ManageEngine Patch Released, But Apache Santuario Users Could Still Be At Risk

What you need to know about the exploitation of a vulnerability affecting ManageEngine products and Apache Santuario versions lower than 2.3.0.

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January 25, 2023

CVE-2022-47966: What happened

On January 11, Zoho, the company behind multiple ManageEngine products, released a security advisory describing a remote code execution (RCE) vulnerability affecting 24 ManageEngine products. The vulnerability is exploitable only when SAML Single Sign-on (SSO) is or was enabled in the ManageEngine setup.

What stood out immediately in the initial security advisory was that the vulnerability was “due to the usage of an outdated third party dependency, Apache Santuario.” Although no further details were included, it was a hint worth evaluating: If the root cause is in a third-party library, specifically Apache Santuario, this could also affect other products using this library.

Updated ManageEngine versions have been released since October 27, 2022. This suggests that an Apache Santuario release around that time likely included the fix. However, none of the recent Apache Santuario release notes or their security advisories indicated a vulnerability fix with a code execution impact—meaning that organizations may still be at-risk.

The devil is in the details

Further information and analysis about the vulnerability was published on January 19, 2023 by Viettel Cyber Security, who identified the vulnerability and coordinated the disclosure. Another analysis published by included information that the outdated version of Apache Santuario (1.4.1) is over 10 years old (released around September 2010). The importance of updating third-party libraries has been discussed for a long time, so it is quite surprising to see such an old artifact in current products. In particular, multiple vulnerabilities have been reported and addressed in more recent versions. However, none of them suggested code execution as an impact.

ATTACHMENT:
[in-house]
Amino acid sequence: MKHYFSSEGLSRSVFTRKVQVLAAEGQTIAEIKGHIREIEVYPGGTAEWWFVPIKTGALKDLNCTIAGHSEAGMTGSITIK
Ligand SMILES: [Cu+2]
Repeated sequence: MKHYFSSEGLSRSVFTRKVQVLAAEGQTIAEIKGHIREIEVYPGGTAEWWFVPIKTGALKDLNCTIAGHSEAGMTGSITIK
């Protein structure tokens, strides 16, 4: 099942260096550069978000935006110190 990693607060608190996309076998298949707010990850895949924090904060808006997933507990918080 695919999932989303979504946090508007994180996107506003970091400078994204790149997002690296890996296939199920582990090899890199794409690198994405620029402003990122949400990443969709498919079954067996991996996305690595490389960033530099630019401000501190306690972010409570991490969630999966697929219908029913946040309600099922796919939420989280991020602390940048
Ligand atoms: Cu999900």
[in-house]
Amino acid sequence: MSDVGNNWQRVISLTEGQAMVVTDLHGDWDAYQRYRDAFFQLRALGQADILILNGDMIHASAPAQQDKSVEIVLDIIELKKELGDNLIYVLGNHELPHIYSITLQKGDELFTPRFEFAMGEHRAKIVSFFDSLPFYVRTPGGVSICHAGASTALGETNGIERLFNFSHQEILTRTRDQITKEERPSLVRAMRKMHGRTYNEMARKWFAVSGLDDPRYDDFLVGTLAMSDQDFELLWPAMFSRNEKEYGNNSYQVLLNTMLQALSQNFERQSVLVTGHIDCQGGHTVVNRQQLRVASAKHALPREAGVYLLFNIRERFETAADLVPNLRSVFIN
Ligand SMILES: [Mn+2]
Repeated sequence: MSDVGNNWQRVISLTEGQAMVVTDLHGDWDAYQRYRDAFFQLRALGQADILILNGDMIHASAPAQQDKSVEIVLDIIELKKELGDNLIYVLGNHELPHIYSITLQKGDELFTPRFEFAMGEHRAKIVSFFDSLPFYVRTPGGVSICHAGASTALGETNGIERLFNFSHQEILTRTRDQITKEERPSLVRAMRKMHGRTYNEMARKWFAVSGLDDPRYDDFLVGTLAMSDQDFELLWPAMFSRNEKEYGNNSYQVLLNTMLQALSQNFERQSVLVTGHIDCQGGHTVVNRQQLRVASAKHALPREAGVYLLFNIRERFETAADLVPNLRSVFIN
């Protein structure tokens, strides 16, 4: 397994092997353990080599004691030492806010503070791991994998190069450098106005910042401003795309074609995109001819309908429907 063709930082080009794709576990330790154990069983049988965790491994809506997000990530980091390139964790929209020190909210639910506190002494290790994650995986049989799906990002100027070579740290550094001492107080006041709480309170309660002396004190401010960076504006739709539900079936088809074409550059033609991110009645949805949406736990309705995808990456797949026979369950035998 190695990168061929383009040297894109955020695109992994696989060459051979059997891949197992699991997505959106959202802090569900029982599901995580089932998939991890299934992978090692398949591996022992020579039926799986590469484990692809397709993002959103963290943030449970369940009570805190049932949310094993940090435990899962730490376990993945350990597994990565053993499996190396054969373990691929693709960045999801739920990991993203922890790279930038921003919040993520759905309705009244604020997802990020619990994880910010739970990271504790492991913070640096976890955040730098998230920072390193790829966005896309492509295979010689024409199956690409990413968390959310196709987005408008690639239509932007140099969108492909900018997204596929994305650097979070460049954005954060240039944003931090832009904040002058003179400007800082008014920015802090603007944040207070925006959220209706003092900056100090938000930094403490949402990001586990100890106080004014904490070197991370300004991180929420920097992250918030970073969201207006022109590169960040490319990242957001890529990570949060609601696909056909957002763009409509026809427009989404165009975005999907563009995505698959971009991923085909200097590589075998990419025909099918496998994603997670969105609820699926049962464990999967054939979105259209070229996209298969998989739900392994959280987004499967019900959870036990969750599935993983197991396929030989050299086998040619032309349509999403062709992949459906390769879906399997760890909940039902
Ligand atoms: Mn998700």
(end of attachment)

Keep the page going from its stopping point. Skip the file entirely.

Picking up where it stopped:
Therefore, where is the root cause? The vulnerability exploited in ManageEngine products occurs during the signature validation process when handling SAML responses. Using XSLT transformation, a remote attacker is able to load arbitrary Java classes and execute arbitrary code. In case an old Xalan version affected by CVE-2014-0107 is present in the classpath, code execution can be achieved in a reliable manner.

Successful exploitation of this vulnerability depends on how XML signatures are processed and how the application uses Apache Santuario. In the case of the ManageEngine product line, usage of the very outdated Santuario version led to remote code execution. And the exploit was reliable since the Xalan dependency in the old version included another vulnerability from 2014.

Apache Santuario has updated the Xalan dependency from 2.7.1 to 2.7.2 with version 2.0.2 on September 22, 2014. And XSLT transformation can be prevented by enabling ‘secure validation’ in Apache Santuario, which disallows XSLT transforms. However, this configuration is not enabled by default prior to version 2.3.0 and the security implications are not clearly communicated in the Apache Santuario documentation.

It is important to stress that other products may be vulnerable if they still use old Santuario versions lower than 2.3.0, or if they have not enabled the ‘secure validation’ feature. However, depending on the used version, the impact may differ. Even though ManageEngine products are currently being attacked and making headlines, it is key for security teams to know how this happened and why, so that they can read between the lines and protect any other potentially affected assets. Unfortunately, it feels like critical changes to Apache Santuario have not been sufficiently communicated.

This is a prime example why keeping third-party libraries up-to-date is crucial to maintaining security hygiene. Usage of a more recent version of Apache Santuario that also addresses known vulnerabilities in the product could have mitigated exploitation in ManageEngine significantly. The combination of this exceptionally old library, which by itself has a vulnerable dependency and insecure defaults, turned out to be fatal for some ManageEngine customers.

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